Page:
Investing

Weekend Reading: Markets May Be Getting Expensive

Authored by Lance Roberts via Real Investment Advice,

Weekend Reading

Let me suggest a warning.

Two week’s ago, I discussed the failure of Congress to get the Affordable Care Act (ACA) repealed, much less replaced. The problem, of course, is the failure to repeal the ACA leaves in question the ability to pass other agenda based items such as tax reform, border wall construction, repatriation or immigration reform.

“Reaching an agreement on the FY budget resolution will not be easy; in the past, conservatives have demanded a balanced budget within ten years but this would require endorsing spending cuts (in non-binding form) that some centrist Republicans might oppose along with the BAT.

 

Of course, while Wall Street believes ‘tax reform’ will be a much easier process than repealing health care, the reality is it could be just as tough as government entitlement programs, funding for Planned Parenthood, and other programs central to the Democrats, and some left-leaning Republicans, come under attack.” 

This past week, while Congress still hasn’t made any advance towards solving the current health care debate, Paul Ryan, House Majority Leader, confirmed my discussion on the rising risk of tax reform failure. To wit:

“U.S. House of Representatives Speaker Paul Ryan said on Wednesday that tax reform will take longer to accomplish than repealing and replacing Obamacare would, saying Congress and the White House were initially closer to agreement on healthcare legislation than on tax policy.

 

The House has a (tax reform) plan but the Senate doesn’t quite have one yet. They’re working on one. The White House hasn’t nailed it down. So even the three entities aren’t on the same page yet on tax reform.’

Just to remind you, the entire catalyst behind the post-election rally has been the “hope” that tax cuts will boost earnings enough to support current market valuations. However, interestingly, while the markets continue to hope for “fiscal policy” reforms, according to the release of the FOMC minutes there is little consideration being given to Trump’s agenda. From the minutes:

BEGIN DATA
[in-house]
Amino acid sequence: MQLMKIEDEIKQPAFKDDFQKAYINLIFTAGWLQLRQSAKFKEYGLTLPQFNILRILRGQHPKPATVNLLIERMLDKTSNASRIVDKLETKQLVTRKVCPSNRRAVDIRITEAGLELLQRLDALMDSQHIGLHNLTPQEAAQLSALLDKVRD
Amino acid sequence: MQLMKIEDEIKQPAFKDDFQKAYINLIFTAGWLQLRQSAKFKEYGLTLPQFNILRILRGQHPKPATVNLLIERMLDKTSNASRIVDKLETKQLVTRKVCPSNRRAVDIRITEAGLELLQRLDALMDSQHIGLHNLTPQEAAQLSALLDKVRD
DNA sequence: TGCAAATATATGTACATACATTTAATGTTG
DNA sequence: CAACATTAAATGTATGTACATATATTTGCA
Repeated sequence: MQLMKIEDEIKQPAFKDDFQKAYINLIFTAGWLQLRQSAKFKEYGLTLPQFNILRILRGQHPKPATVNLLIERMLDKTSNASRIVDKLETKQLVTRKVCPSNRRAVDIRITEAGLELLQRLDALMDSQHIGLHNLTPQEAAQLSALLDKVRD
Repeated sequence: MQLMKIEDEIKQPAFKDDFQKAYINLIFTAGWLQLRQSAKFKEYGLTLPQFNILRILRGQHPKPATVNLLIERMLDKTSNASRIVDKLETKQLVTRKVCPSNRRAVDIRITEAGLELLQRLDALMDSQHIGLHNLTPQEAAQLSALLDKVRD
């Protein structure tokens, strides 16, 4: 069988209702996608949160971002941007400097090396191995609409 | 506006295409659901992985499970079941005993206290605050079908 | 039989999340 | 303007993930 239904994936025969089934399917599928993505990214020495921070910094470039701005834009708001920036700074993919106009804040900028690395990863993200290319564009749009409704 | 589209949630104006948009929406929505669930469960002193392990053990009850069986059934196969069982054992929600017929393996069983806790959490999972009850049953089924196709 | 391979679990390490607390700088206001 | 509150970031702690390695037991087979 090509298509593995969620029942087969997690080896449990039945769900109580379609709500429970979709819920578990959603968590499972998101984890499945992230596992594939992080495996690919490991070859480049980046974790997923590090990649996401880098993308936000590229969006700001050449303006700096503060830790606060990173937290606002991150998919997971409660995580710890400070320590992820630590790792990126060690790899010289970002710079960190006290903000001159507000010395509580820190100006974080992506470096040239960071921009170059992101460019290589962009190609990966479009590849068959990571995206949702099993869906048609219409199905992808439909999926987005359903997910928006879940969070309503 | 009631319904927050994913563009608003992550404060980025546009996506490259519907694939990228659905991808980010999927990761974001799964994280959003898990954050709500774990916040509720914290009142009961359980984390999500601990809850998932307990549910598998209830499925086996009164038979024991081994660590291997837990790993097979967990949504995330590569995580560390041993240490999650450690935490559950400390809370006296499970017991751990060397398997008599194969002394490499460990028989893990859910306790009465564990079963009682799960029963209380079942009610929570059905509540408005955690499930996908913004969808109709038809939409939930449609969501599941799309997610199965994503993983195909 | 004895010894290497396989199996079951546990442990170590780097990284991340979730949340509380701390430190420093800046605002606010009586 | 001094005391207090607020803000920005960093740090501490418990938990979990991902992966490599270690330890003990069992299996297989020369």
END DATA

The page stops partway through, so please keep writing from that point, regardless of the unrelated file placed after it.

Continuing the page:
“Participants continued to underscore the considerable uncertainty about the timing and nature of potential changes to fiscal policies as well as the size of the effects of such changes on economic activity. However, several participants now anticipated that meaningful fiscal stimulus would likely not begin until 2018. In view of the substantial uncertainty, about half of the participants did not incorporate explicit assumptions about fiscal policy in their projections.”

Furthermore, the FOMC also raised concerns over the level of valuations in the markets.

“Broad US equity price indexes increased over the intermeeting period, and some measures of valuations, such as price-to-earnings ratios, rose further above historical norms. A standard measure of the equity risk premium edged lower, declining into the lower quartile of its historical distribution of the previous three decades. Stock prices rose across most industries, and equity prices for financial firms outperformed broader indexes.“

Of course, valuations have been a topic of great debate in recent months particularly as they pushed into levels only witnessed prior to the 1929 and 2000 crashes.

 

This leaves markets with the “hope” trade in peril as Congress continues to trip itself up in moving its legislative agenda forward while, at the same time, the Fed has accelerated the pace of monetary tightening and sending clear warnings to the markets.

This has “bad” written all over it. 

Just some things I am thinking about this weekend as I catch up on my reading.

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Trump/Fed/Economy

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Markets

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Research / Interesting Reads

 

“There is no training that prepares for trading the last third of a move, whether it’s the end of a bull market, or the end of a bear market.” – Paul Tudor Jones


Source: ZeroHedge